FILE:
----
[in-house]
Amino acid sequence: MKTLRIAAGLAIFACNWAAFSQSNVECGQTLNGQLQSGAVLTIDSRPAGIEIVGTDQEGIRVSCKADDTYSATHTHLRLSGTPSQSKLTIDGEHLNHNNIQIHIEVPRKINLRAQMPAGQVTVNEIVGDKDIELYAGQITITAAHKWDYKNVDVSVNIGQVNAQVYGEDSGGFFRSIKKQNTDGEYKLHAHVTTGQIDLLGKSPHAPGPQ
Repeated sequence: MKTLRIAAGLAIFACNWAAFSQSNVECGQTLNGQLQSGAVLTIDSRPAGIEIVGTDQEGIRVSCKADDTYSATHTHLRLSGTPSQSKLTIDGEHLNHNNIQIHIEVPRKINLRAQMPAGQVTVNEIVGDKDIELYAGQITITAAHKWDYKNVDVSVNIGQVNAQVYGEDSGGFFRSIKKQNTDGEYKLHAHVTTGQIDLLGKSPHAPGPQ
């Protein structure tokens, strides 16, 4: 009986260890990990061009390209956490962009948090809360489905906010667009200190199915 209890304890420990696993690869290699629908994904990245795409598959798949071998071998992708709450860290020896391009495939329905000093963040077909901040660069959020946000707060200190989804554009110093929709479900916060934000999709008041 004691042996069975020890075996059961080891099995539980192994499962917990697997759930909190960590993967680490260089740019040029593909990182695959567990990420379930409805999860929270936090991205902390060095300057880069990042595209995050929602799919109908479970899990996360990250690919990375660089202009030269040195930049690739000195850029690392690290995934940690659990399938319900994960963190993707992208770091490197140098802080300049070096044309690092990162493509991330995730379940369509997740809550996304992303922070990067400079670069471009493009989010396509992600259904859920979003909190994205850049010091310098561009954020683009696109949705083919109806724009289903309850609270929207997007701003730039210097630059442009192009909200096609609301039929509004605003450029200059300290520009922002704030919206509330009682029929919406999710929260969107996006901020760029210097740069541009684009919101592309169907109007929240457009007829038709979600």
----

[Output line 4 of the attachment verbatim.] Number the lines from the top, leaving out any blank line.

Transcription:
């Protein structure tokens, strides 16, 4: 009986260890990990061009390209956490962009948090809360489905906010667009200190199915 209890304890420990696993690869290699629908994904990245795409598959798949071998071998992708709450860290020896391009495939329905000093963040077909901040660069959020946000707060200190989804554009110093929709479900916060934000999709008041 004691042996069975020890075996059961080891099995539980192994499962917990697997759930909190960590993967680490260089740019040029593909990182695959567990990420379930409805999860929270936090991205902390060095300057880069990042595209995050929602799919109908479970899990996360990250690919990375660089202009030269040195930049690739000195850029690392690290995934940690659990399938319900994960963190993707992208770091490197140098802080300049070096044309690092990162493509991330995730379940369509997740809550996304992303922070990067400079670069471009493009989010396509992600259904859920979003909190994205850049010091310098561009954020683009696109949705083919109806724009289903309850609270929207997007701003730039210097630059442009192009909200096609609301039929509004605003450029200059300290520009922002704030919206509330009682029929919406999710929260969107996006901020760029210097740069541009684009919101592309169907109007929240457009007829038709979600």